The NFU has admitted the Campaign for the Farmed Environment is not working as well as it could.
Union President Peter Kendall said farmers’ enthusiasm towards the campaign – designed to stave off compulsory set-aside – needed bolstering.
But it was the perfect opportunity for the agricultural industry to prove it could be trusted to do the right thing without the need for regulation, he added.
“Yes we are struggling with messages and not going as well as we would like,” he told delegates at an NFU fringe event at the Liberal Democrat party conference in Liverpool in Monday (20 October).
“But it’s a good example that we don’t need regulation and we can sort it out.”
Responding to a question about whether CFE could really work without farmers being offered a financial incentive, Mr Kendall said the scheme could work.
Taking a swipe at RSPB chief Mark Avery, who has raised concerns over whether farmers could deliver the benefits of set aside without regulation, Mr Kendall said he spent too much time reading negative comments about the campaign.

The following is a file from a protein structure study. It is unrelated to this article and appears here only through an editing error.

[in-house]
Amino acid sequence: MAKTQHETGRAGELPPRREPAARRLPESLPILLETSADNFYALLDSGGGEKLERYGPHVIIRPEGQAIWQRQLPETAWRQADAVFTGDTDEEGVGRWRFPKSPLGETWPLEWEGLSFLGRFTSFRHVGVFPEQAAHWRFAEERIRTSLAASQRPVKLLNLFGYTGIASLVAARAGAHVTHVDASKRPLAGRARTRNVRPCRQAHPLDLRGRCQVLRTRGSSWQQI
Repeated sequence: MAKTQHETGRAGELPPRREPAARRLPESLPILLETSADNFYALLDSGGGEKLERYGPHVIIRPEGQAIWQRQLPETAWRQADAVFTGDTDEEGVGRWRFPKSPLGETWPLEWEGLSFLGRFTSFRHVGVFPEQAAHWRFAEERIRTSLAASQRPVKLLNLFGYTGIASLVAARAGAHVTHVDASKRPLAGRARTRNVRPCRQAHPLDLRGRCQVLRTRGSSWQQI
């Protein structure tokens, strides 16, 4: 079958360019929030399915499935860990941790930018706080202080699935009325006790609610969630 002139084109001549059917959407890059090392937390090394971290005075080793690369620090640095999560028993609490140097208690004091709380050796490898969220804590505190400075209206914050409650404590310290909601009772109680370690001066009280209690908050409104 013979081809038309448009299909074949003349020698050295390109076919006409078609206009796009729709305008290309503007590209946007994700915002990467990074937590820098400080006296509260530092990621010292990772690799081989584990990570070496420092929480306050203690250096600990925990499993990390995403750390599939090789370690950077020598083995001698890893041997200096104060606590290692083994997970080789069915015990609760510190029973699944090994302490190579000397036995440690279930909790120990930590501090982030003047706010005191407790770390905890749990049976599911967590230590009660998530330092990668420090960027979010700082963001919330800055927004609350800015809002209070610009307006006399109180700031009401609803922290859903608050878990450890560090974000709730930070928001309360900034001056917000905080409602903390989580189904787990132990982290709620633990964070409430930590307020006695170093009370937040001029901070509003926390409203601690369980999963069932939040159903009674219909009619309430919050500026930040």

“If we are going to get the campaign for the farmed environment to work we need to be positive and enthusiastic,” he said.
“There are too many people saying it won’t work without money or regualtion.
“There’s no funding there but it’s got to work – there’s no point in saying there’s no money there so it won’t.”
Melanie Leech, Food and Drink Federation director general, said producers did not always need a financial incentive to “do the right thing”.
“Sometimes we make decisions just because it’s the right thing to do,” she said.
“They don’t always have an immediate pay-back that you can hand on to the consumer, but businesses still decide to do those things because it’s right. CFE is an example of that.”